There are different types of polish??

A polish is a fine abrasive suspended in a liquid medium. It is important to pair the polish with a polishing pad of appropriate aggressiveness. The most vital thing to keep in mind when choosing a polish is to select one only as aggressive as needed. If all you have is minor swirl marks it would be unwise to start with the most aggressive compound you can lay your hands on as you would be needlessly removing a lot of your clear coat which of-course will result is early paint system failure.

Top Coat ?? What is top coat? Wax and polish are not the same?? Oh my God!!

For the record wax and polish are not the same. Polish as I mentioned above is an abrasive, wax is a topcoat.

Once you have polished your paint and removed all imperfections, you have to protect it that were top coat comes in. You have various choices here but on a broad classification it would be synthetic sealants vs natural waxes. Sealants are thought to last longer and waxes said to shine a lot more, however there are products from either category that go against the grain. My personal preference is Four Star Ultimate Paint Protection and a wax topper.

A usual question on this that many people have is how many layers of top coat should I apply? Well there is no straight answer to this. Waxes cannot be layered as the solvents in the wax will simply make the earlier layer of wax go soft again, so in effect there is no layering (however you should always apply two coats of wax to ensure even coverage). Most sealants can be layered.

What is also very useful is having a friend who is good with detailing so that you can let him/her do it and take pictures saying it’s for the greater good

Last edited by GTPower : 21st March 2016 at 00:05.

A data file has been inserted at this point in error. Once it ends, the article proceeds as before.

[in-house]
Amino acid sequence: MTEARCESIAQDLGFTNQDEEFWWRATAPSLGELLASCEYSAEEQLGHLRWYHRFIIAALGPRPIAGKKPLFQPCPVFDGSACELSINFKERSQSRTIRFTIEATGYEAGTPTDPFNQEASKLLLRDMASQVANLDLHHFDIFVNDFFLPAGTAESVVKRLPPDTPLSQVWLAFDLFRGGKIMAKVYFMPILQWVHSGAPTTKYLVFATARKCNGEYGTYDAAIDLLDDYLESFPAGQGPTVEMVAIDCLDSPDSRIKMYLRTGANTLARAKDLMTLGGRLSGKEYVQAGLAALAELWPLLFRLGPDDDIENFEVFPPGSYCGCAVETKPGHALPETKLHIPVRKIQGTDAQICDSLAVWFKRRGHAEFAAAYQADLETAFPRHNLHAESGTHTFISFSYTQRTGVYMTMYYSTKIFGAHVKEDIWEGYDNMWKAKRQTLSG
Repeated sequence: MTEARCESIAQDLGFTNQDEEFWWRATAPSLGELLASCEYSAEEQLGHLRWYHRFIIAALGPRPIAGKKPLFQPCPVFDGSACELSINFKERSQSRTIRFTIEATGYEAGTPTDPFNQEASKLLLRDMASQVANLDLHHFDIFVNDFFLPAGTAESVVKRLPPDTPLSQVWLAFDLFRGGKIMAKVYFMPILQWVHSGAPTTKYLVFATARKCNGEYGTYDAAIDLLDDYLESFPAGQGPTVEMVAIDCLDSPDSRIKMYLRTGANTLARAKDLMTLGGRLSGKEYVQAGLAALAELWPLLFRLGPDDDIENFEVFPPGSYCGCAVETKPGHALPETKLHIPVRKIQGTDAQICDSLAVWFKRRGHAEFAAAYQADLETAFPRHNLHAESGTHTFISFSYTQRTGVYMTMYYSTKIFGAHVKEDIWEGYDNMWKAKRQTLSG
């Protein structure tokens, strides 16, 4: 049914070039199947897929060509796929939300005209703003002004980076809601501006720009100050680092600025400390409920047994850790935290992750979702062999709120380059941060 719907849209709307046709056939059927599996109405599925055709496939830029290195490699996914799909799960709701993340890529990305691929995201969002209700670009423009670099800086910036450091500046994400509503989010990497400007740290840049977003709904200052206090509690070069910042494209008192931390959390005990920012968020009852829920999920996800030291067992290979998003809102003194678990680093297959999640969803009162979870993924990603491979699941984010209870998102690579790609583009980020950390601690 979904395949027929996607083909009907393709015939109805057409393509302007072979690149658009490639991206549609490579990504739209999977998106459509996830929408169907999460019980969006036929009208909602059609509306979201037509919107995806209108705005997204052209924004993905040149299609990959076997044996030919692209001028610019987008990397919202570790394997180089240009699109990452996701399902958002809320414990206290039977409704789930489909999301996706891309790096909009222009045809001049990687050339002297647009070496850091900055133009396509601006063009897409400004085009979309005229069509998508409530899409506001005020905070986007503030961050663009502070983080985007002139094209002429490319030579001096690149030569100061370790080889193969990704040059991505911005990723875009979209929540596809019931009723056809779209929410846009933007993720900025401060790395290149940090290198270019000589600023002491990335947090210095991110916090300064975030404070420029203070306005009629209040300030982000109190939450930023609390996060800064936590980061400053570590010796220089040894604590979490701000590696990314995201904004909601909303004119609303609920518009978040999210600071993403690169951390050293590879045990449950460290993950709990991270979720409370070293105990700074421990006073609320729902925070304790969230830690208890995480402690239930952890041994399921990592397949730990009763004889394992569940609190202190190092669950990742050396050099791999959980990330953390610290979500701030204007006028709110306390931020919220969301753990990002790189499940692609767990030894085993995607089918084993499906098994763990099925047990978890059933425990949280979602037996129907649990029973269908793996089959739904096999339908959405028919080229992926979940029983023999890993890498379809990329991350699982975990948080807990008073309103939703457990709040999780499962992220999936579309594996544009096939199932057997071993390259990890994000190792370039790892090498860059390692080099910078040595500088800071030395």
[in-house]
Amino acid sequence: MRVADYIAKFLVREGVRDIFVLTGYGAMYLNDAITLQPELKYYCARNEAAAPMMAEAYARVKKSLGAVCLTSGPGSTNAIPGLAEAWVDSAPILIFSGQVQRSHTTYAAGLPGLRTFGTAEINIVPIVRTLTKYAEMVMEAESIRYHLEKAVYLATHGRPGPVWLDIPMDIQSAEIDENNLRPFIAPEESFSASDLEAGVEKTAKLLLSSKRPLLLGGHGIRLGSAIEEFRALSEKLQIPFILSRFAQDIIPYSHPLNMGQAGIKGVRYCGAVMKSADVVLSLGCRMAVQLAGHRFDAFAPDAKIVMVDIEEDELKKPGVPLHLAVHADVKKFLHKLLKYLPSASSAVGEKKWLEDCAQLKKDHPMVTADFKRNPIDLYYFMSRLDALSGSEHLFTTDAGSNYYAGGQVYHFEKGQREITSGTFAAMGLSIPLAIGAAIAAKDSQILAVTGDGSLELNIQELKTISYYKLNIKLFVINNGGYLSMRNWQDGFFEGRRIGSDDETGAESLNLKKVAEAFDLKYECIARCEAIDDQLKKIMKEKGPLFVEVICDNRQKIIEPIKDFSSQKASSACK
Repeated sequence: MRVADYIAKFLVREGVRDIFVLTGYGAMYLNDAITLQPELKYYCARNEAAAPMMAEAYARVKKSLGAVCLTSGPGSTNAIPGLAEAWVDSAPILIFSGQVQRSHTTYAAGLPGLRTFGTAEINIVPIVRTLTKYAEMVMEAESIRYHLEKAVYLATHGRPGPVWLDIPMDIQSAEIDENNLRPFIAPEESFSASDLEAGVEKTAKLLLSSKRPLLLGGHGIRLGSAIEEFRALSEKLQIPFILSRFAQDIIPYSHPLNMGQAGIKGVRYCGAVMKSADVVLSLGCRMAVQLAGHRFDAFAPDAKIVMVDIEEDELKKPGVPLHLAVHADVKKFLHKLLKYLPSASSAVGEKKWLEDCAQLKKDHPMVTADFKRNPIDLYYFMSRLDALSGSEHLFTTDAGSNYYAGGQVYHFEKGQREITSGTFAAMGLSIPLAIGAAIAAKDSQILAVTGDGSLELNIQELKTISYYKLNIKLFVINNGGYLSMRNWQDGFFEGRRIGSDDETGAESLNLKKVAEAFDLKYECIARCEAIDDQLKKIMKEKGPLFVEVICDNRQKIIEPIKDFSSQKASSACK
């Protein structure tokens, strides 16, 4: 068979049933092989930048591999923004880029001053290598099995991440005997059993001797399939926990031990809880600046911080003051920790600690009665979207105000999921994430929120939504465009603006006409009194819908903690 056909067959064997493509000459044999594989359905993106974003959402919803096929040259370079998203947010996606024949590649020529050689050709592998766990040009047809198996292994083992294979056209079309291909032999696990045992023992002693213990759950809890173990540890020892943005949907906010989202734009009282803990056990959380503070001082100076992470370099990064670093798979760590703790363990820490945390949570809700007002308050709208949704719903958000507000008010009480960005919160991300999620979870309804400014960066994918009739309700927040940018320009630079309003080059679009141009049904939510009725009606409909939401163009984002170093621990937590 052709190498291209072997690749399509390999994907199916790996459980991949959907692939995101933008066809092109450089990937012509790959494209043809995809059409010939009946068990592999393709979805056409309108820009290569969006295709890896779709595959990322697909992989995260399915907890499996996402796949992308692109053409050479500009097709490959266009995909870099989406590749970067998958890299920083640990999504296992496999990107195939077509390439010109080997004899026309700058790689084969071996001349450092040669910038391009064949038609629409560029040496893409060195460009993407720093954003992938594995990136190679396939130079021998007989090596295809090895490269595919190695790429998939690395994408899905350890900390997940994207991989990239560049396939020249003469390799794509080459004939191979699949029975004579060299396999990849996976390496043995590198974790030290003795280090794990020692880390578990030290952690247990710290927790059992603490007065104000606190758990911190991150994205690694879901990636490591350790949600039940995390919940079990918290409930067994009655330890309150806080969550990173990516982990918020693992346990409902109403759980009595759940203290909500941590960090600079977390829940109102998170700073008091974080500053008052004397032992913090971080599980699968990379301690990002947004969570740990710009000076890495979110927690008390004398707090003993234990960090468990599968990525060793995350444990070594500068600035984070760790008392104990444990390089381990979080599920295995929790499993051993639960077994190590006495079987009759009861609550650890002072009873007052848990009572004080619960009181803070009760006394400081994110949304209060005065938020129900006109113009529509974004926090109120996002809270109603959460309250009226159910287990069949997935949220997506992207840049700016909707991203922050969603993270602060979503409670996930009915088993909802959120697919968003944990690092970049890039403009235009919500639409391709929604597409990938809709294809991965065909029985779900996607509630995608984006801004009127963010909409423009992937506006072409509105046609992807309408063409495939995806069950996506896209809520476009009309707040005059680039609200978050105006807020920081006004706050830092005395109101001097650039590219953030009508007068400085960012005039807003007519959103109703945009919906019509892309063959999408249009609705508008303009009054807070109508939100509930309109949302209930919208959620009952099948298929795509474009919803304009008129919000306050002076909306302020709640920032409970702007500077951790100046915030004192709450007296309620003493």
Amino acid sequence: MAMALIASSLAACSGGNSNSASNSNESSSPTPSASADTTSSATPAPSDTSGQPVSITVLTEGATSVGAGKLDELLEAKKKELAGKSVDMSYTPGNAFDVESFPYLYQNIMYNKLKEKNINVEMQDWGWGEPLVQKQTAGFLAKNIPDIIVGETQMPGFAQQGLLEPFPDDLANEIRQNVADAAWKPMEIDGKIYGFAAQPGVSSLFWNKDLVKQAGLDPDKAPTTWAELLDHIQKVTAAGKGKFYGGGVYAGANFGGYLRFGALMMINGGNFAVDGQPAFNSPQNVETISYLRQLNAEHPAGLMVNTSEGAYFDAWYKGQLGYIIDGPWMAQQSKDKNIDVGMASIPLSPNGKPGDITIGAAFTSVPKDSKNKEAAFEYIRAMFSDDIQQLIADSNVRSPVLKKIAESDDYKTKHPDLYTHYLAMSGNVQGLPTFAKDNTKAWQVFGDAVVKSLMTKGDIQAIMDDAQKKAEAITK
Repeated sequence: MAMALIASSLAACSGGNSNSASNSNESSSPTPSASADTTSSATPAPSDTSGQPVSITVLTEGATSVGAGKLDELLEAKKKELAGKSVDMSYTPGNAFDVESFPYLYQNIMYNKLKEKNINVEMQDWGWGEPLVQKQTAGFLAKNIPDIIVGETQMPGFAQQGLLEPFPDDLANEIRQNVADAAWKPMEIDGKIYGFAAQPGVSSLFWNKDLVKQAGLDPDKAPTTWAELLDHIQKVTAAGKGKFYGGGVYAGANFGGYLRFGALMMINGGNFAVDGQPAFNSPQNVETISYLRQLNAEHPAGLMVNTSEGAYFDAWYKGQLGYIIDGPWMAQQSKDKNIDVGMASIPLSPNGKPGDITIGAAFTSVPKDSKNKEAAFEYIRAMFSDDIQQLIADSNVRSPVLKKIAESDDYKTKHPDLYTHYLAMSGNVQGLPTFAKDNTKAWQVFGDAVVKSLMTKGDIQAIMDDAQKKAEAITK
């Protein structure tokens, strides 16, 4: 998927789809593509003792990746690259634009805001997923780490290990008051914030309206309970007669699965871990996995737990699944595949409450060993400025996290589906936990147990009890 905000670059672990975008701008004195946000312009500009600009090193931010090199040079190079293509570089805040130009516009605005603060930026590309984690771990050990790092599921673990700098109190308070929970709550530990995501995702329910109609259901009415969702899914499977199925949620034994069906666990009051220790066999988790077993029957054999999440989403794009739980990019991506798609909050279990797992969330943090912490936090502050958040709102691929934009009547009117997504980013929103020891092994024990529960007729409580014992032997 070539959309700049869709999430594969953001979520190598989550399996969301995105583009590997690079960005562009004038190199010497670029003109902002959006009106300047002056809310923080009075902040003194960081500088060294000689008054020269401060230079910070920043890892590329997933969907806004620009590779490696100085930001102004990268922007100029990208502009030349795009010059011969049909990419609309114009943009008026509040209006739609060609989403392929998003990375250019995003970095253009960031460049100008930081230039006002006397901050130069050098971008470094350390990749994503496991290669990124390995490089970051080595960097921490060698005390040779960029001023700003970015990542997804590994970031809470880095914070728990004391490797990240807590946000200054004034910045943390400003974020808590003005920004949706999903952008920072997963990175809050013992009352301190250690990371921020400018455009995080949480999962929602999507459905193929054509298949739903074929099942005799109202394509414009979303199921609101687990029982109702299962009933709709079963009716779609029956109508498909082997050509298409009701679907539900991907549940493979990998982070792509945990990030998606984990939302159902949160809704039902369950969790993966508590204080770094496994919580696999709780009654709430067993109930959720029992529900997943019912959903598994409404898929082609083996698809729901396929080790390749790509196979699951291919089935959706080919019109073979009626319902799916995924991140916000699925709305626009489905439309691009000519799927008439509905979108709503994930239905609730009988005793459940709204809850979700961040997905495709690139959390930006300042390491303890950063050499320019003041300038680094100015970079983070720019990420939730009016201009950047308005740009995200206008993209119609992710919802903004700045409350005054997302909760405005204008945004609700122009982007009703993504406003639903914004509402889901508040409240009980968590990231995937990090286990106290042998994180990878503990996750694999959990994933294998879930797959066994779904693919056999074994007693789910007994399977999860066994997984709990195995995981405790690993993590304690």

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Old 19th March 2016, 20:15   #2
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Default re: DIY: Detailing my VW Polo

Once you have selected you assortment of tools and chemicals its time to get detailing. Below is my very poorly illustrated guide on how to detail your car.

The Wash

DIY: Detailing my VW Polo-img_2880.jpg
Cheap chinese foam canon. Can be bought for most pressure washers from eBay

DIY: Detailing my VW Polo-img_2883.jpg
DIY: Detailing my VW Polo-img_2884.jpg
Most car shampoos foam up pretty well (seen here is a generic no name car shampoo). But ones that are specifically designed as a pre-wash shampoo usually have decontaminating chemicals in them.

One you are done with the prewash, wash the car using the the usual two bucket method.

DIY: Detailing my VW Polo-img_2886.jpg
A kitchen squeegee like this can be used to get rid of most of the water before using a micro fiber towel.

Decontamination

DIY: Detailing my VW Polo-img_2889.jpg
A look at all the contaminants bonded to the paint. While this is very clear as the car is white you may never notice them on a dark shade. There is so much of it on my car as a result of driving in water puddles.

DIY: Detailing my VW Polo-img_2890.jpg
DIY: Detailing my VW Polo-img_2894.jpg
Iron X working, note how that mosquito is dead on the bonnet? It just flew there after I had applied iron x, sat on it and died. Keep this stuff away from kids and pets!

At this point you should start claying the paint. However I did not clay my car for two reasons,

1. It is white
2. There is way too much non metallic contamination bonded to the paint.

Alright to be a little more clear, we need to understand what a clay bar actually does.

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Contaminants in the paint after a wash (Pic courtesy the internet)

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This is how manufacturers claim that the paint looks after you clay (Pic courtesy the internet)

Sadly that is not what happens most of the time. Most of the time the part stuck in the coat is left as it is and the part of the contaminant sticking above the clear coat is removed.

So in a white car, you are still going to see all those black spots except that the paint will be smooth if you decide to clay it.

So my alternative method is to use a generous amount of compound and spot polish in these problematic areas without letting the compound go dry this is get rid of all the spots and will not mar the paint too much

DIY: Detailing my VW Polo-img_2915.jpg
Same left door all cleaned up. Judge me not by the shine of my blacks but by the purity of my whites!

Polishing

DIY: Detailing my VW Polo-img_2897.jpg
Waterless wash can double up as quick detailer